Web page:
Analysis paralysis is a serious threat, and one that can ensnare anyone. Any situation that presents a large number of options with no clearly superior choice can cause it, and it can lead to getting scooped, not publishing anything, or, in the worst case, inability to complete a thesis. Having outlined the threat and the cause, how do we escape it?
The first and most important step to breaking free from analysis paralysis is to recognize when you are trapped in it. From inside the paralysis, it is easy to convince yourself that you are just taking your time to construct an ideal plan of attack when in reality you are spinning your wheels hoping to suddenly discover a reason to prefer one of the options set before you. It may feel completely natural to continue on in the same manner. Don’t fall for it! Analysis paralysis is so insidious because it is what your brain wants to do. It can’t break a tie, so it wobbles around until either the options change or it is forced to make a decision by external pressure. Recognize when you’ve been staring at the problem instead of trying to solve it. Ask yourself “what’s my plan of attack?” or alternately “where is the finishing point for this project?” If you can’t answer these questions, you may be in trouble. An aimless frustration, by the way, is one of the sure signs of analysis paralysis. Breathe. Relax. Then make a plan.
Second step: narrow down your options. You must prune down the tree of possibilities to a manageable size. Don’t try and figure out a metric by which to make the best choice; the problem you are struggling with is that there is no best choice. You have to break the tie. If you are unable to decide how to begin a project, defaulting to a known or standard approach can get you out of this rut; when you can’t figure out a plan of attack in the first couple of weeks, go to your default approach and don’t obsess over whether it is the correct one. You can always change course later if it’s clear that it won’t work; the important thing is not to sit forever wasting time worrying that you might waste time.
Handling this step on the other end of a project takes a different kind of approach. Here you must cut down the list of things to do. But how can I leave out Figure 63b!? you protest. All I need to do is perform one more statistical test to nail down my results for good. And then of course do another type of analysis, and test it against the data from an obscure paper from 1973, and… Stop right there. Make a list of everything that needs to be done to complete your project. Cross off about a third of it. Set that list in stone. That’s what needs to be done, and that’s what you’re going to do. The truth is you can always do more research, which is good, because otherwise we’d be out of a job. Don’t obsess over the idea that you have left something critical out of your paper. If you forgot anything, your advisor will mention it, and if you both forgot something, the referee will be happy to remind you.
Third and last: just do it. Research is about thought, so it is perilously easily to begin over-thinking; but at some point you must stop thinking and do. Commit to a plan of attack and follow through, and don’t get frustrated if it doesn’t work. Get back up and try again. While it may sting to imagine coming to your advisor at the end of the week and saying, “The method I chose isn’t panning out, and I need to change it,” contrast it to the idea of explaining how you whiled away the entire week reading papers and doodling around on Facebook because you couldn’t get started on real work. When writing up results for publication, recognize that papers, like teenagers, must leave the nest some time; and papers, like teenagers, will get more surly and uncooperative the longer you delay that moment. Kick them out. Note that this doesn’t mean a blind charge straight ahead. There is a happy medium between spending all your time appreciating the problem and spending it knocking your head against a brick wall when a step back would let you know that there’s a perfectly serviceable door. No one can tell you where to strike the balance between the two; that, unfortunately, is something you have to figure out on your own.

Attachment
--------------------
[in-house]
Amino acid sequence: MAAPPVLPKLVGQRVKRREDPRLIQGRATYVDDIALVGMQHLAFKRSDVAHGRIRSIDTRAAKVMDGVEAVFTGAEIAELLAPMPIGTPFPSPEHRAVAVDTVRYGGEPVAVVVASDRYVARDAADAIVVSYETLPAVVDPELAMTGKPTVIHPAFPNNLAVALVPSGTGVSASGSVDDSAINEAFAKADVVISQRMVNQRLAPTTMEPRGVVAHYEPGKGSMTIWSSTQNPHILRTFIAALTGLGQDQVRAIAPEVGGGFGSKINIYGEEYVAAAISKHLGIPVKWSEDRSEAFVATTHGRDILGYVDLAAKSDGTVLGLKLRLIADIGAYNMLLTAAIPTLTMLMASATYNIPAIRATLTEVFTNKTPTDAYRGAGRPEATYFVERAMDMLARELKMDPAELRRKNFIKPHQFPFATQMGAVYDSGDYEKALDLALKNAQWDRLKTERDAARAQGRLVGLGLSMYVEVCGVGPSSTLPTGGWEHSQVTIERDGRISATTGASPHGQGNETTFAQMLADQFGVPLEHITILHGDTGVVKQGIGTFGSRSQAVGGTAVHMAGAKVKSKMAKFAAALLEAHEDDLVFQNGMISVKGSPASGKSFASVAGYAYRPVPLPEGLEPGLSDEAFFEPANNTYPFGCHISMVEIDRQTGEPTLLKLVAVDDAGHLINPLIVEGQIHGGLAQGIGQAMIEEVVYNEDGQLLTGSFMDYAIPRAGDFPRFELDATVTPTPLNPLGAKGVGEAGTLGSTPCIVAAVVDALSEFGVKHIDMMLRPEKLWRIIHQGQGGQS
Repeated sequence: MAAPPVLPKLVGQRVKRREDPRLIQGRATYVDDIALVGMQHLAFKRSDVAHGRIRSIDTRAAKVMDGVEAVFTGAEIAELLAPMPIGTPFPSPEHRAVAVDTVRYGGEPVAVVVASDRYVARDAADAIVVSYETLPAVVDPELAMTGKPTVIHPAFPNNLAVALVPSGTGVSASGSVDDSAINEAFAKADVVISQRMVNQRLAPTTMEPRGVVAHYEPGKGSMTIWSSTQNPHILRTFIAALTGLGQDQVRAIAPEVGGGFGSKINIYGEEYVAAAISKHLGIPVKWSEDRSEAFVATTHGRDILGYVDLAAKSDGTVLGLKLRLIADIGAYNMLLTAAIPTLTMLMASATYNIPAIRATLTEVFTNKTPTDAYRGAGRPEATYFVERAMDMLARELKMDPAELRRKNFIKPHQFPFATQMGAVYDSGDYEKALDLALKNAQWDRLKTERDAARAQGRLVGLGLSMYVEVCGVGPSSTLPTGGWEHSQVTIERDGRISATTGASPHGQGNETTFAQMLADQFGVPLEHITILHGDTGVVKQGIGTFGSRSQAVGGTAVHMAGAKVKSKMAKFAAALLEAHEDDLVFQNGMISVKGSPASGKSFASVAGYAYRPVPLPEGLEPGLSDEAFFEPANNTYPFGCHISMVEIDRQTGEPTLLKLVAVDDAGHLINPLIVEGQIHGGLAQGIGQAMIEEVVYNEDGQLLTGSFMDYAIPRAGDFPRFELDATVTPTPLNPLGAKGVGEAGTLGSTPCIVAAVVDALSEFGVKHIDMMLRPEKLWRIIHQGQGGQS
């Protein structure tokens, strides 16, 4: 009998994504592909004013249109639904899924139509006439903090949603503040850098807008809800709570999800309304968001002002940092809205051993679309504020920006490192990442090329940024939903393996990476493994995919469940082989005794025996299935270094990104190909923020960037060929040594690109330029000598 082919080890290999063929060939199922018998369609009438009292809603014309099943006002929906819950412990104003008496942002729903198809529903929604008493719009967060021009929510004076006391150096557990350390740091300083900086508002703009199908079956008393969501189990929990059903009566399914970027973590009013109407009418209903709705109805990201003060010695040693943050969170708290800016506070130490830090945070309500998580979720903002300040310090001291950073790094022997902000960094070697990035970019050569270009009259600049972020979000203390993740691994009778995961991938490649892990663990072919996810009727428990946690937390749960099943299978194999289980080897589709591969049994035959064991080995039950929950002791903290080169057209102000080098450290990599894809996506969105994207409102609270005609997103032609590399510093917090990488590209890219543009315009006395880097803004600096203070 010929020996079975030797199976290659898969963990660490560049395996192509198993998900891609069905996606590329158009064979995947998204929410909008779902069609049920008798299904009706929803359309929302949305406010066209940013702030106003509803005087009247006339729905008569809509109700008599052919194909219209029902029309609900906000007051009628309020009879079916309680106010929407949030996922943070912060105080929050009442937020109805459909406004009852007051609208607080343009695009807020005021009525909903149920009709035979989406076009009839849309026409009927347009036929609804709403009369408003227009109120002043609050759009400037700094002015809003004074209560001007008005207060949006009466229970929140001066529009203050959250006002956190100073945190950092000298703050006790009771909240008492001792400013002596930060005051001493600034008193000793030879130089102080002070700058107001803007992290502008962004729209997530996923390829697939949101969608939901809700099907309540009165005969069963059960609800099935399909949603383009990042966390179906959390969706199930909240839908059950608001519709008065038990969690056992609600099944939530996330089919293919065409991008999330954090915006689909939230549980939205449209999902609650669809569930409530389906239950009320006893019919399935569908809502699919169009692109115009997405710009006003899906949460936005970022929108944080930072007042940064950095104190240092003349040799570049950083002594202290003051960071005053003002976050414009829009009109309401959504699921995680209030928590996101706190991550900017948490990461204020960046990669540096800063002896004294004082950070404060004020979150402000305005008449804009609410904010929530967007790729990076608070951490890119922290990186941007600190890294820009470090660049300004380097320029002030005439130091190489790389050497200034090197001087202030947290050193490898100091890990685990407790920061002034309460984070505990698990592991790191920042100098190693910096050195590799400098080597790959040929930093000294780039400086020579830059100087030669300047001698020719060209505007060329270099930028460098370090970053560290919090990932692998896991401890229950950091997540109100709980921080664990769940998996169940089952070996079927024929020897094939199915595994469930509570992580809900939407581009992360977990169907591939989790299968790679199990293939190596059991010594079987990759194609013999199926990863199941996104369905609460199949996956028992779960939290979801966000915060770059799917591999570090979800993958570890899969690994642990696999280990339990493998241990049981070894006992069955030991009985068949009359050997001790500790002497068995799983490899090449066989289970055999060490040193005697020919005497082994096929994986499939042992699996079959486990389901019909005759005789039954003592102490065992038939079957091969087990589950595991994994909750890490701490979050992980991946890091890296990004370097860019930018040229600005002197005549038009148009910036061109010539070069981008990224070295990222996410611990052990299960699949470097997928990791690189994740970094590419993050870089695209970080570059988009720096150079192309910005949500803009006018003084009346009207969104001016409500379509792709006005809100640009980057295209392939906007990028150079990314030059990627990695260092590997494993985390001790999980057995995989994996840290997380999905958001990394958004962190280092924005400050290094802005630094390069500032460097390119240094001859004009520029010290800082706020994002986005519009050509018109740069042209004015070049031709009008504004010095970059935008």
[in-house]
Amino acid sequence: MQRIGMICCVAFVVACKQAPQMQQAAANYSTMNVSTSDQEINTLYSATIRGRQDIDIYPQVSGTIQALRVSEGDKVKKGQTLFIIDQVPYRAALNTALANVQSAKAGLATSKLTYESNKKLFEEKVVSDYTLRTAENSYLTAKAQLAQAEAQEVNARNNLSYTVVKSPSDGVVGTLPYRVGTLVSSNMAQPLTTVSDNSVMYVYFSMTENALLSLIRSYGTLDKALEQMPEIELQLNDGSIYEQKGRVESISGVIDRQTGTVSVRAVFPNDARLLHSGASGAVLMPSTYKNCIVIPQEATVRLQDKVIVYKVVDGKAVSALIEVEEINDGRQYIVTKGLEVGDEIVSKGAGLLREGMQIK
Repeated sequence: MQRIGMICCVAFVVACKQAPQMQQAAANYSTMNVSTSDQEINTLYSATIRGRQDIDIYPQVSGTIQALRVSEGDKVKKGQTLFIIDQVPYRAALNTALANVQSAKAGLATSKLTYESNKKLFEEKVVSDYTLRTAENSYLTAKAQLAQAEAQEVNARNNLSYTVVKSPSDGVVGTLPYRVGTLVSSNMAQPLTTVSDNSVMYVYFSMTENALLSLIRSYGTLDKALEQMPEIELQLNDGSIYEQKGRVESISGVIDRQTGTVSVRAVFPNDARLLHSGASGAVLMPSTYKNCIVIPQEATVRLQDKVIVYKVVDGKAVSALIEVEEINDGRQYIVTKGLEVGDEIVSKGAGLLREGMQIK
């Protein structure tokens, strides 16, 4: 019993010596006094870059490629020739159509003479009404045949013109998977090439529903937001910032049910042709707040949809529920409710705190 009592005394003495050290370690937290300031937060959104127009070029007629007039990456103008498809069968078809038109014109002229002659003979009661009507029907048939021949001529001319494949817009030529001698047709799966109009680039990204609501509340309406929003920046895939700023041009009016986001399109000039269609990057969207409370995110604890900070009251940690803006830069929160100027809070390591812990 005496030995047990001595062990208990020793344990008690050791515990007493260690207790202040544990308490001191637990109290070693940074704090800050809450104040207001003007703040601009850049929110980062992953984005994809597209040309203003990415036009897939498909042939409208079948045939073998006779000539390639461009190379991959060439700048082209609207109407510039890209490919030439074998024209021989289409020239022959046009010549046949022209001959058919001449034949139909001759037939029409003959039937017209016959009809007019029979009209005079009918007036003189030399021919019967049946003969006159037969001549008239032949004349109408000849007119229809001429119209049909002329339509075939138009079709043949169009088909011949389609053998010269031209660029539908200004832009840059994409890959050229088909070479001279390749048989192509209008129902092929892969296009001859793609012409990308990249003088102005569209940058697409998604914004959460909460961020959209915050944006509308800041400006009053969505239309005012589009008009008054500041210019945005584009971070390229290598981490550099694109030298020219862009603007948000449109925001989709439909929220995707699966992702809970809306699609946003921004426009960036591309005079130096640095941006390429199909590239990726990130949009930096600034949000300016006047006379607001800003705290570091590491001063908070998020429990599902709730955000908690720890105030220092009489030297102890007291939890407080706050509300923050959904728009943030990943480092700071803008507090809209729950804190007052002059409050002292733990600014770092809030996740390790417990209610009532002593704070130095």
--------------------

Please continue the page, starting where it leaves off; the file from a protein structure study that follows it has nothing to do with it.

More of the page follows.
Analysis paralysis is an easy trap to fall into in grad school, and a hard one to claw your way out of. Grad students often have no pressure to make a choice right now, and hence have little perceived cost in delaying. The five years of a PhD program can seem like forever, so what’s putting off a decision another couple of days? But while putting a little time into planning will save you effort down the road, it’s important to recognize the difference between planning and doing. Recognize if you are falling into analysis paralysis. Cut down the tree of options to a workable plan. And carry it through. These three steps can save you a lot of pain in your (hopefully) years of research to come.
So, readers, now that I’ve explained what analysis paralysis is, send me your thoughts: what strategies do you use to overcome it? Have you ever been trapped in it? How did you manage to get out?
Oh, and before I forget: the ultimate fate of the two paths I mentioned at the beginning of this article? Annoyed by students tromping through their formerly pristine forest, UCSC blocked off the second “shortcut” path with a sign stating “Forest Renewal in Progress,” and planted several large rocks to bar the entrance for good measure. Now students must take the paved path. Problem solved.